Take The Cake: Saint Mary Of The Chocolates

You look into the chocolate long enough and the chocolate looks back, girl. Image: supplied.

You look into the chocolate long enough and the chocolate looks back, girl. Image: supplied.

Take the Cake: Stories of a Fat Girl in a Skinny World is a new series about living... well, as a fat girl in a skinny world.

Jacob (boyfriend) lives walking distance to a See’s Candies.

This means that half the week I live walking distance to a See’s Candies — which, if you're me, is a little like living next to Disneyland.

I can identify each chocolate just by the signature swirl it has on top, the texture of the enrobage, or the shape of the piece. Each one just a little bit different, like a box full of the nearly-identical children I grew up with.

I inherited this talent from my mother.

My mom worked at See’s while she was pregnant with me, and still tells me about the pounds and pounds and pounds of candies she essentially stole from Ms. Mary See herself.

Mary looks out over each of her stores: Her black-and-white portrait hangs high above the rows of bordeaux and butterscotch chews. Her face is round, with a line for a mouth. Mary was a chubby lady — a patron saint of all the fat girls like me seeking treats in this antiseptic little shop. It’s like a hospital for bon-bons in there — white walls, white boxes, and all the cat lady employees (hearts for the cat lady employees) wear white starched dresses that are essentially lab coats.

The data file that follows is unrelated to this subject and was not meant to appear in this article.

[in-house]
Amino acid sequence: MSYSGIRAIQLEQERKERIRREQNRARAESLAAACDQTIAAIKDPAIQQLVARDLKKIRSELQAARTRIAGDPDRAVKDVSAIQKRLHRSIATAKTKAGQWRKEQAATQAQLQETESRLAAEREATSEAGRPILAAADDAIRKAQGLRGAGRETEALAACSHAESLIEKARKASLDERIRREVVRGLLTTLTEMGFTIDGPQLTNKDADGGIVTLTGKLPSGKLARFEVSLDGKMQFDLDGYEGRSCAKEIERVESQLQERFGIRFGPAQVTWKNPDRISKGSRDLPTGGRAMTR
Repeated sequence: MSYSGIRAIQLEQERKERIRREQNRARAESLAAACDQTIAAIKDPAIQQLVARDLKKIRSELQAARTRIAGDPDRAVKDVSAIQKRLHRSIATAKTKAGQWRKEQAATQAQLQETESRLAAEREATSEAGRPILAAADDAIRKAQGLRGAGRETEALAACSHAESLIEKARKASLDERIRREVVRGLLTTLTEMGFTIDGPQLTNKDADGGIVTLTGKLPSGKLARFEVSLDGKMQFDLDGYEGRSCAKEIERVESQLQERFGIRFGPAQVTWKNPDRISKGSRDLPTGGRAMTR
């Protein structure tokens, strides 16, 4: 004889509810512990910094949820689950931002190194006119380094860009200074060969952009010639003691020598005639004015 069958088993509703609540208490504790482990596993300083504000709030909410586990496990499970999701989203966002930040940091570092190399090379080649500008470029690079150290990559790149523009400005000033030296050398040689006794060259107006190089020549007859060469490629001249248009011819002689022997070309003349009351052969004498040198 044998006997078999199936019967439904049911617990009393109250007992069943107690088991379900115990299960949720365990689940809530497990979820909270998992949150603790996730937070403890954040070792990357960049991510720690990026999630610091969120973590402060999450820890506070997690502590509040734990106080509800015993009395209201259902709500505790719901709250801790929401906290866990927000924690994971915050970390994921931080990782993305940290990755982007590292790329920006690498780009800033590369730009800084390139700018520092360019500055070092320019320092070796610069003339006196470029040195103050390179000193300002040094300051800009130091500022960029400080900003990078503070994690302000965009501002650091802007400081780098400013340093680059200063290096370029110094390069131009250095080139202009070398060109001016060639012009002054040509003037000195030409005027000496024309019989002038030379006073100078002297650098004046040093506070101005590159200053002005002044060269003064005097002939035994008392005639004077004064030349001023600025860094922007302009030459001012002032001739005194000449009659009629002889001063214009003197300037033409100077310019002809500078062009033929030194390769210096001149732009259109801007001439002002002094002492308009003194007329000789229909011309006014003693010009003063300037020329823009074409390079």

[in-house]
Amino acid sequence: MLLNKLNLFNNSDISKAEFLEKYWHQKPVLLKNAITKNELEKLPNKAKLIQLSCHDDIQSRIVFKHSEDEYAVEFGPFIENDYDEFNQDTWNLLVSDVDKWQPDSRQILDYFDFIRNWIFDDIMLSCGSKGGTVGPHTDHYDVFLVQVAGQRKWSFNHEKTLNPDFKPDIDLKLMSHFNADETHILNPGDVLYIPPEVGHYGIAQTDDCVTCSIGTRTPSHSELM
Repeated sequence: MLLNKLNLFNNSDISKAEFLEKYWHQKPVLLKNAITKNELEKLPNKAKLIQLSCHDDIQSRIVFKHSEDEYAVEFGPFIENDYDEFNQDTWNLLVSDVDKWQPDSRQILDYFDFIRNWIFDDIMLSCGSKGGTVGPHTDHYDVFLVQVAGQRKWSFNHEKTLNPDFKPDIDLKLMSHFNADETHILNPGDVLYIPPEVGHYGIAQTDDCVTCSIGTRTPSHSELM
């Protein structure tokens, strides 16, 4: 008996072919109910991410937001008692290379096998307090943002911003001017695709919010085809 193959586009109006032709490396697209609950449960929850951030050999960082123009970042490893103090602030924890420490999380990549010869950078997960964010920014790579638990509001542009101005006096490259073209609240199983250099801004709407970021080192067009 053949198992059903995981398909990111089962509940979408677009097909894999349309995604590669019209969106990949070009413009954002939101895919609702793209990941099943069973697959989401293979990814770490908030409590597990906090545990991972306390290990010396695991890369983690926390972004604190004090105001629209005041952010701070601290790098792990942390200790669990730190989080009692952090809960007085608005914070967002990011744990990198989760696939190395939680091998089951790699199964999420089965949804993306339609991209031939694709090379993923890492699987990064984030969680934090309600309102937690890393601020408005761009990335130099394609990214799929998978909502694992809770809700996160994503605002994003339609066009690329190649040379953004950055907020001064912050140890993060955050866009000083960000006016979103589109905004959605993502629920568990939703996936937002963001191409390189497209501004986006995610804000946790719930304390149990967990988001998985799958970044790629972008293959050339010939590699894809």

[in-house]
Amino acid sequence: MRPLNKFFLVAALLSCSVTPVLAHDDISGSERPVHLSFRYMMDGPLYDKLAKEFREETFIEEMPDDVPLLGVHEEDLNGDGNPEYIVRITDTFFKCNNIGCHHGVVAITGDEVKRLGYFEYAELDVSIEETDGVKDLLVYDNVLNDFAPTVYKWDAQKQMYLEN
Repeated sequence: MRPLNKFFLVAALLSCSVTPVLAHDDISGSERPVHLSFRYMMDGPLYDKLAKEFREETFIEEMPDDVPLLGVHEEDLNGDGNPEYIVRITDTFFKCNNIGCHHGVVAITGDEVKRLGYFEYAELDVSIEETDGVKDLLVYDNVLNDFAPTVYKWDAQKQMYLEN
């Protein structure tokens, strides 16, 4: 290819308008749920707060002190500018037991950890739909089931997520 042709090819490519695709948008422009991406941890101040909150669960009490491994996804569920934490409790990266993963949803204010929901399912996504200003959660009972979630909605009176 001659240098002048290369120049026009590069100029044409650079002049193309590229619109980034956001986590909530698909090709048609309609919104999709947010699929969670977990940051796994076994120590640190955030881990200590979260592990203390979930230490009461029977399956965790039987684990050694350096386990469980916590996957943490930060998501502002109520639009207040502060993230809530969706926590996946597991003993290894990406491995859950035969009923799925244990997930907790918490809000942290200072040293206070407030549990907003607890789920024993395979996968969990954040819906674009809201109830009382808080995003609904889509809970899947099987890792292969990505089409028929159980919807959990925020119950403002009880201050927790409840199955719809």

I tried to carry on the chocolate filching torch by applying for a job at See’s once. But during the interview, I kept accidentally mistiming my responses. I also talked over the old woman's patient questions — “How would you deal with a belligerent customer? Why do you want to be around candy all day?”on about 29 separate occasions.

The doors of this chocolate coven closed and I lost access to some of its innermost secrets.

The shop near Jacob’s house has a big mirror right at front of the store, to the right of the entrance. You have to pass it in order to get into the store.

Any pragmatist would say that this weirdly-placed mirror has some kind of purpose that makes sense — like helping people see oncoming traffic, or something?

But I think it’s there so you can look at yourself before you come in. It feels like some kind of silent test. You cannot enter this chocolate chapel without being forced to see yourself, to reckon with your deepest desires.

Something I’ve noticed is that no one goes into See’s accompanied.

OK, I’ve seen it happen a handful of times leading up to Christmas and V-day, but in general you go into this See’s like you go into a porn store — solo.

There’s only one other place I know that feels like this, and it’s this tiny Taco Bell in the middle of the Financial District in San Francisco. There are no tables or chairs — simply a long, slender counter that snakes all the way around the inside perimeter of the restaurant. So while you’re eating, you have the option of either staring at your chalupa supreme or the wall. Standing. And then leaving without making eye contact.

I know that many, many people engage in these kinds of rituals as a way to shake the feeling of shame we’ve been taught to have when it comes to food made almost entirely of heavy whipping cream, butter, and sugar (or in the case of Taco Bell, sand... yummy, yummy sand).


I believe at the core that eating is (and ought to be) joyous, pleasurable, and even fraught. In short — emotional.